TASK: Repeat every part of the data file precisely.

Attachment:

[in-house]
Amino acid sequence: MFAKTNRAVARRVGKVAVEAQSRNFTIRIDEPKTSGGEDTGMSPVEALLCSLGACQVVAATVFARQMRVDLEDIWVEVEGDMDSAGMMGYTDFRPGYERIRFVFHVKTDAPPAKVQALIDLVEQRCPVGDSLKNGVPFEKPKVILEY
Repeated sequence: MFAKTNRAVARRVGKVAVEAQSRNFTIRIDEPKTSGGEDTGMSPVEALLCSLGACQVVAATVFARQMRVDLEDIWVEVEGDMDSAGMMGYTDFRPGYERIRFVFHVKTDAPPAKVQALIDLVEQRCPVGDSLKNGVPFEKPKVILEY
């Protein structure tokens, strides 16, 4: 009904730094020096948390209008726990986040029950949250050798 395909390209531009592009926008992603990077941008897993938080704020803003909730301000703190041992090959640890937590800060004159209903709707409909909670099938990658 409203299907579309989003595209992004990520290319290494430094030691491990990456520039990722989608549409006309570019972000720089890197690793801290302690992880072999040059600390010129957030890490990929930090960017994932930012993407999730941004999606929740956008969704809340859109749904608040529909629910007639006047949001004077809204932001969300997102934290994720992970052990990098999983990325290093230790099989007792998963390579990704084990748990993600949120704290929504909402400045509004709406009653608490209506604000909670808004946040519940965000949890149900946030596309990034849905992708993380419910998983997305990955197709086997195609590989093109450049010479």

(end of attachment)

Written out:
[in-house]
Amino acid sequence: MFAKTNRAVARRVGKVAVEAQSRNFTIRIDEPKTSGGEDTGMSPVEALLCSLGACQVVAATVFARQMRVDLEDIWVEVEGDMDSAGMMGYTDFRPGYERIRFVFHVKTDAPPAKVQALIDLVEQRCPVGDSLKNGVPFEKPKVILEY
Repeated sequence: MFAKTNRAVARRVGKVAVEAQSRNFTIRIDEPKTSGGEDTGMSPVEALLCSLGACQVVAATVFARQMRVDLEDIWVEVEGDMDSAGMMGYTDFRPGYERIRFVFHVKTDAPPAKVQALIDLVEQRCPVGDSLKNGVPFEKPKVILEY
């Protein structure tokens, strides 16, 4: 009904730094020096948390209008726990986040029950949250050798 395909390209531009592009926008992603990077941008897993938080704020803003909730301000703190041992090959640890937590800060004159209903709707409909909670099938990658 409203299907579309989003595209992004990520290319290494430094030691491990990456520039990722989608549409006309570019972000720089890197690793801290302690992880072999040059600390010129957030890490990929930090960017994932930012993407999730941004999606929740956008969704809340859109749904608040529909629910007639006047949001004077809204932001969300997102934290994720992970052990990098999983990325290093230790099989007792998963390579990704084990748990993600949120704290929504909402400045509004709406009653608490209506604000909670808004946040519940965000949890149900946030596309990034849905992708993380419910998983997305990955197709086997195609590989093109450049010479």